Four out of five advisors are now using formerly exotic investments to further diversify their clients' portfolios, Boston research firm Cogent has discovered.
Independent brokers lean most heavily on venture capital, private equity, and hedge fund units, Cogent says, while RIAs are still fond of notes and other structured products.
The average firm-wide allocation to alternative assets is 11%, which means traditional stock- and bond-oriented mutual funds and ETFs -- and individual securities -- are still king.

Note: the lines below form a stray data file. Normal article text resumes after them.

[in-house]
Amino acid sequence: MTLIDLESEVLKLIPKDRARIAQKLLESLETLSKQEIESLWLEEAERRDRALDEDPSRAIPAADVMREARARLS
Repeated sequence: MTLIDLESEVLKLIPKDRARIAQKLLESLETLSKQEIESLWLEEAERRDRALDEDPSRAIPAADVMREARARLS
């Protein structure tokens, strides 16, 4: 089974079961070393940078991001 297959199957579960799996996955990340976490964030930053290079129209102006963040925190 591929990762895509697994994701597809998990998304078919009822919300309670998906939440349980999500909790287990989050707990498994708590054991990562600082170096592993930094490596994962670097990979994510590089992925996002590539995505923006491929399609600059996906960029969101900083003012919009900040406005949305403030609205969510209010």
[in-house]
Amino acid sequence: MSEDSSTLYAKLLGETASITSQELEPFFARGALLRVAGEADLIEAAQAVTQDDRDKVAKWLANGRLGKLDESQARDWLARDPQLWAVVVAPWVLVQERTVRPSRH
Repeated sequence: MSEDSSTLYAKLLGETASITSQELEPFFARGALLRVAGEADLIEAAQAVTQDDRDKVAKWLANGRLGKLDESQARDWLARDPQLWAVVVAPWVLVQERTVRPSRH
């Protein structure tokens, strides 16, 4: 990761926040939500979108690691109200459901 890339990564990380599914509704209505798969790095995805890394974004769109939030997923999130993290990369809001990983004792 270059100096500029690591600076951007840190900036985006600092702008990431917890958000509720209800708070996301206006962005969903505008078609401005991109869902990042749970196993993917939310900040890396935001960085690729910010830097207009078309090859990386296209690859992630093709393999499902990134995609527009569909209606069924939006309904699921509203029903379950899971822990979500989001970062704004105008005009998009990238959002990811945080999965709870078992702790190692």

Of course, mutual funds and ETFs can also invest in private equity and other asset classes.
If anything, a full 41% of all the advisors out there say they're still expanding their use of ETFs as the way into exotic alternatives, while direct placements are only catching on with maybe 10% of the industry.
Education is key.
Half the advisors who aren't using these asset classes say their own lack of knowledge about how they work is holding them back, while another 40% of the industry says their clients have yet to learn enough to make these assets a viable fit.